I reviewed Hap & Hazard and the End of the World: A Novel (Bellevue Literary Press) by Diane DeSanders for Lone Star Literary Life. "This is not a romanticized version of childhood, though the conclusion is pitch-perfect. This is a girl discovering cause and effect, exploring boundaries, feeling for the shape of her life, like the bullfrog trapped in their backyard swimming pool, “ranging the shape and size of the pool, being the shape and size of the pool, forgetting that there was ever anything else but the shape and size of the pool.”
Hap & Hazard and the End of the World: A Novel
Bellevue Literary Press
Paperback, 978-1-9426-5836-8 (also available as an e-book, an audio book, and on Audible), 288 pgs., $16.99
January 9, 2018
Dick and Jane are well off, living with their three daughters in late 1940s Dallas when there were still cows and cotton fields out Preston Road. There are maids, cooks, yardmen, shopping at Neiman’s, dining at the Adolphus, and garden parties where the women are “talking chummily yet guardedly together out on the patio with their beautiful clothes and their diamond-cut ankles, sleek birds circling, feathers out.”
But Dick returned injured and broken from World War II. He’s in constant pain that mixes into an unstable compound with humiliation and frustration at his disfavored status at his father’s car dealership, Lone Star Oldsmobile and Cadillac, where he plays second to his brother. Dick explodes frequently and violently at “intolerable imperfections,” terrorizing his family, friends, pets, strangers, and inanimate objects.
The story is told through the first-person narration of the oldest daughter, seven years old, an anxious, imaginative child, adrift, neglected and lonely, confused by the grown-ups whom she should be able to trust to protect her. “If only I could have a big brother or even a big sister,” she laments, “someone older, or just someone—I need someone—who will tell me at least what it is that we are pretending.”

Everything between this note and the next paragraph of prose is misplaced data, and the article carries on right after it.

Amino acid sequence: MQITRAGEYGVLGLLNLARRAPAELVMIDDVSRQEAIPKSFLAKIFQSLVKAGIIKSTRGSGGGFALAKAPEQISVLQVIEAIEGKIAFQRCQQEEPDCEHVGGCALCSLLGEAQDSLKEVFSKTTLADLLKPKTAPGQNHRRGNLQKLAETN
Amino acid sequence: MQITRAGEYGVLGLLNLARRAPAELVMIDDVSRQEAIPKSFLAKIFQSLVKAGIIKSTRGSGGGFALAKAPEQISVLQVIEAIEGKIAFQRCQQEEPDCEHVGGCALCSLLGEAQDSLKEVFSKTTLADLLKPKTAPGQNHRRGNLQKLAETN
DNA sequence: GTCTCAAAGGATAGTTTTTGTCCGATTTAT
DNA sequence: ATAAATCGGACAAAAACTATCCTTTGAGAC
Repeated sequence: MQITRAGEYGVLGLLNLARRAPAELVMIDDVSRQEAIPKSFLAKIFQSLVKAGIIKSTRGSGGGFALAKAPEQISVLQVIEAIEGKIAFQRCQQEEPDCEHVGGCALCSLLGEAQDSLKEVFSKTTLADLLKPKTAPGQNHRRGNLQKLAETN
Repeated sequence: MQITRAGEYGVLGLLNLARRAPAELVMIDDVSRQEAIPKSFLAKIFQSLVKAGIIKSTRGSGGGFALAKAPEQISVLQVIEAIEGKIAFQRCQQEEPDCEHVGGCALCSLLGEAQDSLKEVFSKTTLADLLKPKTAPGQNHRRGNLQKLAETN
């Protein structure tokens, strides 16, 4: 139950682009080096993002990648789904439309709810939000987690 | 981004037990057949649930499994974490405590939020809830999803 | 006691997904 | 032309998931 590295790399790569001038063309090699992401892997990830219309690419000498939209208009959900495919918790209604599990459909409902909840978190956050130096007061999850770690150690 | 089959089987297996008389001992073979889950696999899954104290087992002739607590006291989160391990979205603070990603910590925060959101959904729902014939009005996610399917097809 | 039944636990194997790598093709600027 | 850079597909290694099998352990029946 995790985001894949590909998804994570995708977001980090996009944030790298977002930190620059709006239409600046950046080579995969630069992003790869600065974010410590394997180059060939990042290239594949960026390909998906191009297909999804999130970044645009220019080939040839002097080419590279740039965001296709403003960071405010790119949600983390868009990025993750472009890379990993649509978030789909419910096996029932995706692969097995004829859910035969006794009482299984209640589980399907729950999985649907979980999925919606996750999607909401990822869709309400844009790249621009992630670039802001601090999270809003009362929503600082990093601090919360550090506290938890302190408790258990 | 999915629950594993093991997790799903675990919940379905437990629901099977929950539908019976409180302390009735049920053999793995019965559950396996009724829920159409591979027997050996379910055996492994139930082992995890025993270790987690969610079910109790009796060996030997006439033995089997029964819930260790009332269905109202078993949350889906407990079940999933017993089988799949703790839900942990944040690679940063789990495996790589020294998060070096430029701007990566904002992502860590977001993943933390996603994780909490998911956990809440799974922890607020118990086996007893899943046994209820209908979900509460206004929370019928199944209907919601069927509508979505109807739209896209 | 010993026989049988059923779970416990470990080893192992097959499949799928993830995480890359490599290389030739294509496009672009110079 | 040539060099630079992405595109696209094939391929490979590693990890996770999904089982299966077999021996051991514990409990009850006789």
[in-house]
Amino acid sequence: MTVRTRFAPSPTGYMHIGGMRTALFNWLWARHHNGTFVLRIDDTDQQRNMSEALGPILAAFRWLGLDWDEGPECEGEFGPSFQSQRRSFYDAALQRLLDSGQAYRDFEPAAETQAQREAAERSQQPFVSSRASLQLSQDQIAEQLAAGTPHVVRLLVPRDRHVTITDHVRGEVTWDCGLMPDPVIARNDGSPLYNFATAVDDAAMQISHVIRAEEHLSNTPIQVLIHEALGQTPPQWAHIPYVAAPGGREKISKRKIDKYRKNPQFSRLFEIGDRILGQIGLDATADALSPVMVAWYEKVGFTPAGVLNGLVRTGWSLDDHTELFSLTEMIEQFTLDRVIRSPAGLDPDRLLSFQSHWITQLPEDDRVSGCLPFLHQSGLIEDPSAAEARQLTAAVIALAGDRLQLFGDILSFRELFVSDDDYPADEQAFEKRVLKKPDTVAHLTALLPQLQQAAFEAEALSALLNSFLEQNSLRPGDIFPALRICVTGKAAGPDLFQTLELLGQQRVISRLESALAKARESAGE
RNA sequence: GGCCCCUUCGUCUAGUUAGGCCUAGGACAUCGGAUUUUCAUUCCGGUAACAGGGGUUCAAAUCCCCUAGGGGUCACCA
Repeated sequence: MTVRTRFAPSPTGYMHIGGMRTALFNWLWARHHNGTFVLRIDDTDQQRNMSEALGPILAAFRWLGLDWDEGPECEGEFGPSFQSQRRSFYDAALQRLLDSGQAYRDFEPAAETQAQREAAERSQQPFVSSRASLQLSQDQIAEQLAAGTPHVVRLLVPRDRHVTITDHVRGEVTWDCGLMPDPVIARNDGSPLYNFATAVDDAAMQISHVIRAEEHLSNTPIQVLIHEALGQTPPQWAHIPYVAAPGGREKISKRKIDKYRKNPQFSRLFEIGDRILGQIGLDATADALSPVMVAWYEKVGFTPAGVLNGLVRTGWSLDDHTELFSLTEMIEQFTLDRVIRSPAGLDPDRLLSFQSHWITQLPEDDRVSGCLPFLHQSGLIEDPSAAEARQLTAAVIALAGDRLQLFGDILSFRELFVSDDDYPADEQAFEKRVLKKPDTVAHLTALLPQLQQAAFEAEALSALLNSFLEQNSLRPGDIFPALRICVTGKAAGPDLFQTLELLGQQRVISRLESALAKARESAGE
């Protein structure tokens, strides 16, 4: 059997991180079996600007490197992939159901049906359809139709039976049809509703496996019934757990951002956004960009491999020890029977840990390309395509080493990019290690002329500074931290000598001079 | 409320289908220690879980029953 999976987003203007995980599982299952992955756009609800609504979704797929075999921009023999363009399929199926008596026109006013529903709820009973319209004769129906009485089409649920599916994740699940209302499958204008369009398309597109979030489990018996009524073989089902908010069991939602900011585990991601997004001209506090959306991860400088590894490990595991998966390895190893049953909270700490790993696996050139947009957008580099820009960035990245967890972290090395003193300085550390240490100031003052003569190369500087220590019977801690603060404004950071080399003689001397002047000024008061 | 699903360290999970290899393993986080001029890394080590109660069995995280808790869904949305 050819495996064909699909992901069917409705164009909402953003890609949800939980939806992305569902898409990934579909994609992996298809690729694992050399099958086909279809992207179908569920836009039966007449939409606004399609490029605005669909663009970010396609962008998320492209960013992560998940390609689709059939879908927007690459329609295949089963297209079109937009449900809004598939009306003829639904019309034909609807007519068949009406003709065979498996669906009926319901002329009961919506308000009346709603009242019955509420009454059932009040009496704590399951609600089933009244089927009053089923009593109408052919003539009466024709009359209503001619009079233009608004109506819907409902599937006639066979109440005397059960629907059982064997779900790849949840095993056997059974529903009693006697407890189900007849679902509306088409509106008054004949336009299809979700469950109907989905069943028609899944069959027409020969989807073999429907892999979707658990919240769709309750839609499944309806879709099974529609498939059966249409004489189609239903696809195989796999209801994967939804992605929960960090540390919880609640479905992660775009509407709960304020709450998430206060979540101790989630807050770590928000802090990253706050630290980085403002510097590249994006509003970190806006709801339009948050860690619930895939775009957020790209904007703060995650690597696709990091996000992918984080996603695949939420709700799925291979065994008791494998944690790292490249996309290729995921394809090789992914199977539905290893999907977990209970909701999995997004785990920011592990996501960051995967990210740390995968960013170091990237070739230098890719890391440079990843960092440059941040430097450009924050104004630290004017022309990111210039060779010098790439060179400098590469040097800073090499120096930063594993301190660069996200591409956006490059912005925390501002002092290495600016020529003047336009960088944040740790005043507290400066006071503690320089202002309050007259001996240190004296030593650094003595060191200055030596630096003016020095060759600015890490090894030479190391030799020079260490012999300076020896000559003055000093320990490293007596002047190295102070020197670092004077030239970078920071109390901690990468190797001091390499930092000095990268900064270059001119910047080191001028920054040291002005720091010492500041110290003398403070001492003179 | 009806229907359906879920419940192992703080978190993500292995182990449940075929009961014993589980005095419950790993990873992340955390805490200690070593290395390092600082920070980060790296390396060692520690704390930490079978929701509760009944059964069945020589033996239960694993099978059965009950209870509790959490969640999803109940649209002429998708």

Hap & Hazard and the End of the World: A Novel is Diane DeSanders’s first book. DeSanders is a fifth-generation Texan who inexplicably lives in Brooklyn, New York. Happily, her Texan bona fides are on ample display in this charming yet heart-wrenching debut about a single tumultuous, pivotal year in the life of a young girl.
In Anna Karenina, Leo Tolstoy wrote, “Happy families are all alike; every unhappy family is unhappy in its own way.” The author’s choice of Dick and Jane for the parents’ names tells us that this unhappy family is not unusual, is in fact typical in the fact of their unhappiness, but the details are important, as is the fact that the child narrator remains nameless.
She relates vignettes representative of the good, the bad, and the ugly of this coming-of-age year, full of pathos in the partial understanding and magical thinking of a child. She desperately wants to believe, to have faith, in all sorts of things—God, Santa Claus, the Easter Rabbit, the adults she must depend upon—but her inquisitive mind demands proof. “I think some stories are real and some are not,” she thinks, “but grown-ups do not seem to want to tell you which are which.”
DeSanders’s word choices are precise, her style fluid, her imagery frequently delightful, as when Aunt Celeste shuffles cards for bridge, “her fingers dancers, the cards acrobats.” The child who narrates her world is sometimes daydreaming, sometimes caught in the rain (“I run out, climb the slippery wooden fence, run, slip on wet grass, fall down, get up, run, run, run”). She negotiates high-stakes playground politics (“a contest as vicious as that in any chicken yard”). Other times she’s sweetly comic: “I’d recently realized grown-ups don’t know what you’re doing if they’re not looking at you,” she tells us. “Although you have to watch out for the sides of their eyes.”
This is not a romanticized version of childhood, though the conclusion is pitch-perfect. This is a girl discovering cause and effect, exploring boundaries, feeling for the shape of her life, like the bullfrog trapped in their backyard swimming pool, “ranging the shape and size of the pool, being the shape and size of the pool, forgetting that there was ever anything else but the shape and size of the pool.”
“How much more they might accomplish if only they could talk to each other.” DeSanders quotes Jane Goodall in an epigraph opposite her author’s note. Goodall was talking about chimpanzees, but the sentiment is aptly chosen for DeSanders’s characters, a nuclear family in perpetual danger of fission.